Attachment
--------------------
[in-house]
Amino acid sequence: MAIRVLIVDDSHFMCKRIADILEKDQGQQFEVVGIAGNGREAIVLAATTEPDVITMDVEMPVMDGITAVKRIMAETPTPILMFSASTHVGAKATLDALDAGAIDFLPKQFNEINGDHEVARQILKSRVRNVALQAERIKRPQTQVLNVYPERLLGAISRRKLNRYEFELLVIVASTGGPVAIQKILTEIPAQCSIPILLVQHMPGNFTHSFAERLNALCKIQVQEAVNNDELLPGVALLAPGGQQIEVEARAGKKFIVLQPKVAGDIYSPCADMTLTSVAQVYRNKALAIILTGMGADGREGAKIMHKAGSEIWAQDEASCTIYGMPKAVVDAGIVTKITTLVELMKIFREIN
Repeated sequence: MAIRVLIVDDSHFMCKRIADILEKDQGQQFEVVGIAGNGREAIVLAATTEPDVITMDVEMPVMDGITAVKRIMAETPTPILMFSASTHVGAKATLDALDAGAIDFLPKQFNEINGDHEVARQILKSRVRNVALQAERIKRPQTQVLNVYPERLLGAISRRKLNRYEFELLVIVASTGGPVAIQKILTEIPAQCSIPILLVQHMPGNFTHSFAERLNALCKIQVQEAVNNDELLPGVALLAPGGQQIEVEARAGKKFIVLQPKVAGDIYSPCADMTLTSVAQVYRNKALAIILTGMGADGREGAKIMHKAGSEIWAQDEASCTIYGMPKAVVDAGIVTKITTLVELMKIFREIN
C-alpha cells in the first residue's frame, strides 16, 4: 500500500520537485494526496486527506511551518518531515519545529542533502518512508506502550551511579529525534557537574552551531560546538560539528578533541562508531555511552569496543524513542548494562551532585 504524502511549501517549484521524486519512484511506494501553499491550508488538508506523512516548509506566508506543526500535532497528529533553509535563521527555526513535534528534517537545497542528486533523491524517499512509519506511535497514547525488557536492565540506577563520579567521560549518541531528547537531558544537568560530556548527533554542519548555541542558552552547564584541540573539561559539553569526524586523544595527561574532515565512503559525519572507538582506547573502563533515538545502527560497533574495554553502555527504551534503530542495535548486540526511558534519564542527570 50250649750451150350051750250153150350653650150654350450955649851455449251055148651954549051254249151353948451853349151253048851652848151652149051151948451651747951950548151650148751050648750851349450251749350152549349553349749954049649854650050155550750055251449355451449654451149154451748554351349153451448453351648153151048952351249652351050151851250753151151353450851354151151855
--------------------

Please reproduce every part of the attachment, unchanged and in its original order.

[in-house]
Amino acid sequence: MAIRVLIVDDSHFMCKRIADILEKDQGQQFEVVGIAGNGREAIVLAATTEPDVITMDVEMPVMDGITAVKRIMAETPTPILMFSASTHVGAKATLDALDAGAIDFLPKQFNEINGDHEVARQILKSRVRNVALQAERIKRPQTQVLNVYPERLLGAISRRKLNRYEFELLVIVASTGGPVAIQKILTEIPAQCSIPILLVQHMPGNFTHSFAERLNALCKIQVQEAVNNDELLPGVALLAPGGQQIEVEARAGKKFIVLQPKVAGDIYSPCADMTLTSVAQVYRNKALAIILTGMGADGREGAKIMHKAGSEIWAQDEASCTIYGMPKAVVDAGIVTKITTLVELMKIFREIN
Repeated sequence: MAIRVLIVDDSHFMCKRIADILEKDQGQQFEVVGIAGNGREAIVLAATTEPDVITMDVEMPVMDGITAVKRIMAETPTPILMFSASTHVGAKATLDALDAGAIDFLPKQFNEINGDHEVARQILKSRVRNVALQAERIKRPQTQVLNVYPERLLGAISRRKLNRYEFELLVIVASTGGPVAIQKILTEIPAQCSIPILLVQHMPGNFTHSFAERLNALCKIQVQEAVNNDELLPGVALLAPGGQQIEVEARAGKKFIVLQPKVAGDIYSPCADMTLTSVAQVYRNKALAIILTGMGADGREGAKIMHKAGSEIWAQDEASCTIYGMPKAVVDAGIVTKITTLVELMKIFREIN
C-alpha cells in the first residue's frame, strides 16, 4: 500500500520537485494526496486527506511551518518531515519545529542533502518512508506502550551511579529525534557537574552551531560546538560539528578533541562508531555511552569496543524513542548494562551532585 504524502511549501517549484521524486519512484511506494501553499491550508488538508506523512516548509506566508506543526500535532497528529533553509535563521527555526513535534528534517537545497542528486533523491524517499512509519506511535497514547525488557536492565540506577563520579567521560549518541531528547537531558544537568560530556548527533554542519548555541542558552552547564584541540573539561559539553569526524586523544595527561574532515565512503559525519572507538582506547573502563533515538545502527560497533574495554553502555527504551534503530542495535548486540526511558534519564542527570 50250649750451150350051750250153150350653650150654350450955649851455449251055148651954549051254249151353948451853349151253048851652848151652149051151948451651747951950548151650148751050648750851349450251749350152549349553349749954049649854650050155550750055251449355451449654451149154451748554351349153451448453351648153151048952351249652351050151851250753151151353450851354151151855